JODY HOLTON — Senior Adults, Adjusting Your Fitness Routine – Part One
Published 12:04 am Saturday, August 14, 2021
As we accrue more birthdays and our bodies change, some things that we used to do with ease have become more difficult, if not impossible.
It is important to keep moving, but it is even more important to modify what you are doing to accommodate the changes in your body. Let’s look at some the moves you should drop and some that you should incorporate into your fitness routine.
As always, consult your doctor with any questions. This will be a two-part column, this week we will look at some moves that are not in your best interest.
Some that can present problems:
Leg press: At the top of the list for multiple reasons. To do the exercise, you straighten your legs by pushing with your feet against a weighted platform. Because your upper body is supported by a padded bench, you have the illusion that your lower back is protected. But it’s not. Your lumbar spine has a naturally arched shape, and to avoid injury when lifting, you need to keep it in that position. In a leg press, your lower back often flattens when you bend your legs, and then shifts back into its natural arch as you straighten them. When a heavy weight is involved, this movement can damage your spinal discs.
Crunch: It presents the same problem as the leg press. You flatten your lower back against the floor as you raise your head and shoulders and feel the squeeze in your abdominal muscles, then go back into an arch when you lower yourself. Although you aren’t using much weight when you do it — just a fraction of your body’s weight — you typically do lots of repetitions.
Running: It seems like the most natural way to get into better shape. Bodies are designed to run, right? Yes, but only bodies that are young and relatively lean. For older and generally heavier bodies, the repeated impact of running can cause real damage when you begin late in life. You take more than 2,000 strides per mile, and with each one, you land with a force equivalent to three to four times your body’s weight. Interestingly, this doesn’t apply to experienced runners, whose bodies have adapted to the impact. But if you’ve never run, age 65 isn’t the time to start.
Exercises That Can Make Existing Problems Worse:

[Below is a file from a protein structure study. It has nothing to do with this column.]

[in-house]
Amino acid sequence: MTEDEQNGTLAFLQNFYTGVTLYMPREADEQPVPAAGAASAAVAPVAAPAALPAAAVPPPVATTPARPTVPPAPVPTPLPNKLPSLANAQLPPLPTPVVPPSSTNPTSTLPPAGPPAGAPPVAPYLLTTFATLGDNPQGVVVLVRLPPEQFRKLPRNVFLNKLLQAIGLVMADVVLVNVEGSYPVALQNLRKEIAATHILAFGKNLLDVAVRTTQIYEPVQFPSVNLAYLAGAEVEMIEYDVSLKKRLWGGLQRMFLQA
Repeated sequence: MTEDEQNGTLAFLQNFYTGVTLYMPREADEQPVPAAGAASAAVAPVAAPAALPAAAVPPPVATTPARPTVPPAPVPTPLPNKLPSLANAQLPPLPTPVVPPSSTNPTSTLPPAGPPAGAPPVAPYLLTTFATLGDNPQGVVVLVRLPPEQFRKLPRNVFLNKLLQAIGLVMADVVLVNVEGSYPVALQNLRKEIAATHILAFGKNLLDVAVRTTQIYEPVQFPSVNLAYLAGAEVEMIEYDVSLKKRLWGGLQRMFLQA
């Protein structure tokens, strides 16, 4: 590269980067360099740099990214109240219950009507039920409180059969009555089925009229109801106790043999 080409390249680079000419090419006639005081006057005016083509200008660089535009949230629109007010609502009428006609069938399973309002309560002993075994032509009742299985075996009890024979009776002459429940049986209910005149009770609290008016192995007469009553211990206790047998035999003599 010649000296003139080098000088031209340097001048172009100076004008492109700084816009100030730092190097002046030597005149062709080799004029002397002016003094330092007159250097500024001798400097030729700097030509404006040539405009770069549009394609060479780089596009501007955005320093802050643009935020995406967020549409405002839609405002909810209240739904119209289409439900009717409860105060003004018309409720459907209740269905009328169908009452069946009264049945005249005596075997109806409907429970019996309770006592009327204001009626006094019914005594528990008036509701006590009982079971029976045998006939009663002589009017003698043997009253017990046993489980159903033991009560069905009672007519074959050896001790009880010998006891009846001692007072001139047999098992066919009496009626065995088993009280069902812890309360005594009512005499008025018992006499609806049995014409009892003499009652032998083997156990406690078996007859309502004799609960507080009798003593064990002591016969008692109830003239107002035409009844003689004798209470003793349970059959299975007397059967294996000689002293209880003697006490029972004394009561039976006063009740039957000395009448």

Upright row: One big problem with those who are middle-aged and beyond. They sit too much, usually hunched forward over a desk or electronic device. That gives them chronically tight muscles in their chest and upper back, and chronically weak neck and middle-back muscles. The upright row, as its name suggests, involves pulling a weight vertically with those overly tight upper-back muscles, making them even tighter.
Chest press: This exercise can be equally problematic, since it involves repeatedly squeezing the chest muscles, which are already too tight in many people. Seniors should avoid this exercise altogether using free weights. The chest press machine is safer, but always use light weight and move slowly and smoothly. When in doubt, ask a trainer or your doctor if the exercise is safe for you.
Exercises That Are Difficult to Do Correctly:
Overhead press: If you can push two dumbbells straight above your shoulders without bending backward, you’re cleared to do this exercise. But, make sure you are doing it correctly. Most lift the weights diagonally, so their arms travel forward, rather than being aligned with their torso and legs. That can make the exercise very tough on the shoulders, potentially straining the muscles and connective tissues that hold the joints together.
Deadlift: This exercise involves lifting a heavy weight (usually a barbell) straight off the floor. If you’re a healthy young athlete or strength enthusiast, the deadlift is not only effective, it’s probably one of your favorites. It’s a great exercise, but so few people do them correctly.
The biggest problem: You begin with your body bent forward at the hips, and then straighten your hips as you pull the weight from the floor. It takes a lot of strength in your hip and torso muscles to keep your lower back in a safe position. If it shifts out of its natural arch at the beginning, and then moves back into it at the end, the risk of a disc injury is astronomical.
In next week’s column, we will look at some really good options to incorporate into your fitness routine.
Jody Holton writes about health for Port Arthur Newsmedia. She can be reached at email@example.com.